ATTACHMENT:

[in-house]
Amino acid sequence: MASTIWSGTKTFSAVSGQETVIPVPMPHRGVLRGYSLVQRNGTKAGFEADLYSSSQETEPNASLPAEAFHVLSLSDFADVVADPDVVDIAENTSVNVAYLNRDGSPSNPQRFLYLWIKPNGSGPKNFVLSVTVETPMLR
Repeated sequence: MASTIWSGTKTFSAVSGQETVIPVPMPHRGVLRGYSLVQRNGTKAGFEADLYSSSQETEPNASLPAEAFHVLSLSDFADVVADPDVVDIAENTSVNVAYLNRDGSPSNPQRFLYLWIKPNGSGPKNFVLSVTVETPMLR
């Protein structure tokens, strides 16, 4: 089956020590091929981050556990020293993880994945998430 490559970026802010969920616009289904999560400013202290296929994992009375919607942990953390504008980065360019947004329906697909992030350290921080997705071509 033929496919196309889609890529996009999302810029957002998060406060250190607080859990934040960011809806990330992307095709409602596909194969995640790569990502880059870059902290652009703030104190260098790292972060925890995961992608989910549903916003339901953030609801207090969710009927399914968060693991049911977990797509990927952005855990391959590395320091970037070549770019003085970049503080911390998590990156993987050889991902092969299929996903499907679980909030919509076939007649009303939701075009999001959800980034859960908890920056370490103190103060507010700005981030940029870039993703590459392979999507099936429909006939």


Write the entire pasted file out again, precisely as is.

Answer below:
[in-house]
Amino acid sequence: MASTIWSGTKTFSAVSGQETVIPVPMPHRGVLRGYSLVQRNGTKAGFEADLYSSSQETEPNASLPAEAFHVLSLSDFADVVADPDVVDIAENTSVNVAYLNRDGSPSNPQRFLYLWIKPNGSGPKNFVLSVTVETPMLR
Repeated sequence: MASTIWSGTKTFSAVSGQETVIPVPMPHRGVLRGYSLVQRNGTKAGFEADLYSSSQETEPNASLPAEAFHVLSLSDFADVVADPDVVDIAENTSVNVAYLNRDGSPSNPQRFLYLWIKPNGSGPKNFVLSVTVETPMLR
């Protein structure tokens, strides 16, 4: 089956020590091929981050556990020293993880994945998430 490559970026802010969920616009289904999560400013202290296929994992009375919607942990953390504008980065360019947004329906697909992030350290921080997705071509 033929496919196309889609890529996009999302810029957002998060406060250190607080859990934040960011809806990330992307095709409602596909194969995640790569990502880059870059902290652009703030104190260098790292972060925890995961992608989910549903916003339901953030609801207090969710009927399914968060693991049911977990797509990927952005855990391959590395320091970037070549770019003085970049503080911390998590990156993987050889991902092969299929996903499907679980909030919509076939007649009303939701075009999001959800980034859960908890920056370490103190103060507010700005981030940029870039993703590459392979999507099936429909006939």